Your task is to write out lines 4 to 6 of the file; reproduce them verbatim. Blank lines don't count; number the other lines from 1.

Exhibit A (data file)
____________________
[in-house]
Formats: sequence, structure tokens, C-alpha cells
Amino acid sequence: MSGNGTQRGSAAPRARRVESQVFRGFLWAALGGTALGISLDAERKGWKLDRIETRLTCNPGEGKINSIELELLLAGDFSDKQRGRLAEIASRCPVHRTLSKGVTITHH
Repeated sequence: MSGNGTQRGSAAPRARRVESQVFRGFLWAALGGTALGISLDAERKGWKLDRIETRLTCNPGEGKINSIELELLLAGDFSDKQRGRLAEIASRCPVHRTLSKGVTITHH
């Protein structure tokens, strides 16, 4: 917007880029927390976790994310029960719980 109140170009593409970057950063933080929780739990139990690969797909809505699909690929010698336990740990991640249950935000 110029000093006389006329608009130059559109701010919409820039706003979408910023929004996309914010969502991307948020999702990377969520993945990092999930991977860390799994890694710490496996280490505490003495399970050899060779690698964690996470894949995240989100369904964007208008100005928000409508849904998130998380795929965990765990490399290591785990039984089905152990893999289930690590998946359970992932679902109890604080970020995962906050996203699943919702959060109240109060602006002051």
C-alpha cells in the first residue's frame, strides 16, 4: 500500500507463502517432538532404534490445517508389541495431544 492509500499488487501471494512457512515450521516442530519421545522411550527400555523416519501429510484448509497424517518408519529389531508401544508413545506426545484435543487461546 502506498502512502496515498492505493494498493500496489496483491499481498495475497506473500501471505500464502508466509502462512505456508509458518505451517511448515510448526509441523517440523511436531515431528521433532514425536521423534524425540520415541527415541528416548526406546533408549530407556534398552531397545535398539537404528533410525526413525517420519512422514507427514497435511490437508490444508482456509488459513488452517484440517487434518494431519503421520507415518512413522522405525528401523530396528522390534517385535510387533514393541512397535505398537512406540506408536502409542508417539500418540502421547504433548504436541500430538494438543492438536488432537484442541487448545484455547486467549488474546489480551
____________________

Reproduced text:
Repeated sequence: MSGNGTQRGSAAPRARRVESQVFRGFLWAALGGTALGISLDAERKGWKLDRIETRLTCNPGEGKINSIELELLLAGDFSDKQRGRLAEIASRCPVHRTLSKGVTITHH
């Protein structure tokens, strides 16, 4: 917007880029927390976790994310029960719980 109140170009593409970057950063933080929780739990139990690969797909809505699909690929010698336990740990991640249950935000 110029000093006389006329608009130059559109701010919409820039706003979408910023929004996309914010969502991307948020999702990377969520993945990092999930991977860390799994890694710490496996280490505490003495399970050899060779690698964690996470894949995240989100369904964007208008100005928000409508849904998130998380795929965990765990490399290591785990039984089905152990893999289930690590998946359970992932679902109890604080970020995962906050996203699943919702959060109240109060602006002051």
C-alpha cells in the first residue's frame, strides 16, 4: 500500500507463502517432538532404534490445517508389541495431544 492509500499488487501471494512457512515450521516442530519421545522411550527400555523416519501429510484448509497424517518408519529389531508401544508413545506426545484435543487461546 502506498502512502496515498492505493494498493500496489496483491499481498495475497506473500501471505500464502508466509502462512505456508509458518505451517511448515510448526509441523517440523511436531515431528521433532514425536521423534524425540520415541527415541528416548526406546533408549530407556534398552531397545535398539537404528533410525526413525517420519512422514507427514497435511490437508490444508482456509488459513488452517484440517487434518494431519503421520507415518512413522522405525528401523530396528522390534517385535510387533514393541512397535505398537512406540506408536502409542508417539500418540502421547504433548504436541500430538494438543492438536488432537484442541487448545484455547486467549488474546489480551